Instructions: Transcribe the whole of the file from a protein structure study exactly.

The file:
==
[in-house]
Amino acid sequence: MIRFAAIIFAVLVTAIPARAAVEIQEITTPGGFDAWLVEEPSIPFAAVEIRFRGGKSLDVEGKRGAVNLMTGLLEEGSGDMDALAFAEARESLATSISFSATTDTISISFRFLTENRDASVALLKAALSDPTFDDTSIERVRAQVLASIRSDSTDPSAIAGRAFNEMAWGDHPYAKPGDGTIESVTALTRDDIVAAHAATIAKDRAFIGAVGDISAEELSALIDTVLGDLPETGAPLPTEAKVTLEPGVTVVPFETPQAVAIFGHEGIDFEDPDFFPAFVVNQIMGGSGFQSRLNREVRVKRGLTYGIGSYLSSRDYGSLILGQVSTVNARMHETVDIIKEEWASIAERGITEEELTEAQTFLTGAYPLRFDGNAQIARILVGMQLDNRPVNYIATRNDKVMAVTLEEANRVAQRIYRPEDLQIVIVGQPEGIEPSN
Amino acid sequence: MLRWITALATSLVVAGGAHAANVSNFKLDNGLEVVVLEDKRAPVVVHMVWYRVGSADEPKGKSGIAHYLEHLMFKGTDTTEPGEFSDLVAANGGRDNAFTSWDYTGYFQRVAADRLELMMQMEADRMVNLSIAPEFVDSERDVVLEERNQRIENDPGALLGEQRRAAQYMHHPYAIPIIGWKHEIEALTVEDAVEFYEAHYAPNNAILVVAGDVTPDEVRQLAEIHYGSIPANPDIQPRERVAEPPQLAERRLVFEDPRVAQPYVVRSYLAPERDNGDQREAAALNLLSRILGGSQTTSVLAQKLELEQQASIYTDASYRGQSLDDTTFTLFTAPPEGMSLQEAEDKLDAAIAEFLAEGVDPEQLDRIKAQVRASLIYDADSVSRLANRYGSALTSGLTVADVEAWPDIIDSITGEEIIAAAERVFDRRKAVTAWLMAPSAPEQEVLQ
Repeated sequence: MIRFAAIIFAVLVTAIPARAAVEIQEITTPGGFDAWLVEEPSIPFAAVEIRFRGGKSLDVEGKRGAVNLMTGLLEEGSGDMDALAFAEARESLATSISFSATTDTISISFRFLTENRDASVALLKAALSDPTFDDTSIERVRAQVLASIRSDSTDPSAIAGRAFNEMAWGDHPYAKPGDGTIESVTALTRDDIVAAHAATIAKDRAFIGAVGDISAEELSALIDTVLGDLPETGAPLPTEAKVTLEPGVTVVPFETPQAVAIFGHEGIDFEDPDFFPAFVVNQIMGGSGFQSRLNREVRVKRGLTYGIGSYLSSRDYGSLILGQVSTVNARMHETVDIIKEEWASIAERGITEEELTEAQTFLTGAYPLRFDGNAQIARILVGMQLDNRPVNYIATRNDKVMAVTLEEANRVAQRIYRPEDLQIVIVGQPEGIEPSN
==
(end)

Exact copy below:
[in-house]
Amino acid sequence: MIRFAAIIFAVLVTAIPARAAVEIQEITTPGGFDAWLVEEPSIPFAAVEIRFRGGKSLDVEGKRGAVNLMTGLLEEGSGDMDALAFAEARESLATSISFSATTDTISISFRFLTENRDASVALLKAALSDPTFDDTSIERVRAQVLASIRSDSTDPSAIAGRAFNEMAWGDHPYAKPGDGTIESVTALTRDDIVAAHAATIAKDRAFIGAVGDISAEELSALIDTVLGDLPETGAPLPTEAKVTLEPGVTVVPFETPQAVAIFGHEGIDFEDPDFFPAFVVNQIMGGSGFQSRLNREVRVKRGLTYGIGSYLSSRDYGSLILGQVSTVNARMHETVDIIKEEWASIAERGITEEELTEAQTFLTGAYPLRFDGNAQIARILVGMQLDNRPVNYIATRNDKVMAVTLEEANRVAQRIYRPEDLQIVIVGQPEGIEPSN
Amino acid sequence: MLRWITALATSLVVAGGAHAANVSNFKLDNGLEVVVLEDKRAPVVVHMVWYRVGSADEPKGKSGIAHYLEHLMFKGTDTTEPGEFSDLVAANGGRDNAFTSWDYTGYFQRVAADRLELMMQMEADRMVNLSIAPEFVDSERDVVLEERNQRIENDPGALLGEQRRAAQYMHHPYAIPIIGWKHEIEALTVEDAVEFYEAHYAPNNAILVVAGDVTPDEVRQLAEIHYGSIPANPDIQPRERVAEPPQLAERRLVFEDPRVAQPYVVRSYLAPERDNGDQREAAALNLLSRILGGSQTTSVLAQKLELEQQASIYTDASYRGQSLDDTTFTLFTAPPEGMSLQEAEDKLDAAIAEFLAEGVDPEQLDRIKAQVRASLIYDADSVSRLANRYGSALTSGLTVADVEAWPDIIDSITGEEIIAAAERVFDRRKAVTAWLMAPSAPEQEVLQ
Repeated sequence: MIRFAAIIFAVLVTAIPARAAVEIQEITTPGGFDAWLVEEPSIPFAAVEIRFRGGKSLDVEGKRGAVNLMTGLLEEGSGDMDALAFAEARESLATSISFSATTDTISISFRFLTENRDASVALLKAALSDPTFDDTSIERVRAQVLASIRSDSTDPSAIAGRAFNEMAWGDHPYAKPGDGTIESVTALTRDDIVAAHAATIAKDRAFIGAVGDISAEELSALIDTVLGDLPETGAPLPTEAKVTLEPGVTVVPFETPQAVAIFGHEGIDFEDPDFFPAFVVNQIMGGSGFQSRLNREVRVKRGLTYGIGSYLSSRDYGSLILGQVSTVNARMHETVDIIKEEWASIAERGITEEELTEAQTFLTGAYPLRFDGNAQIARILVGMQLDNRPVNYIATRNDKVMAVTLEEANRVAQRIYRPEDLQIVIVGQPEGIEPSN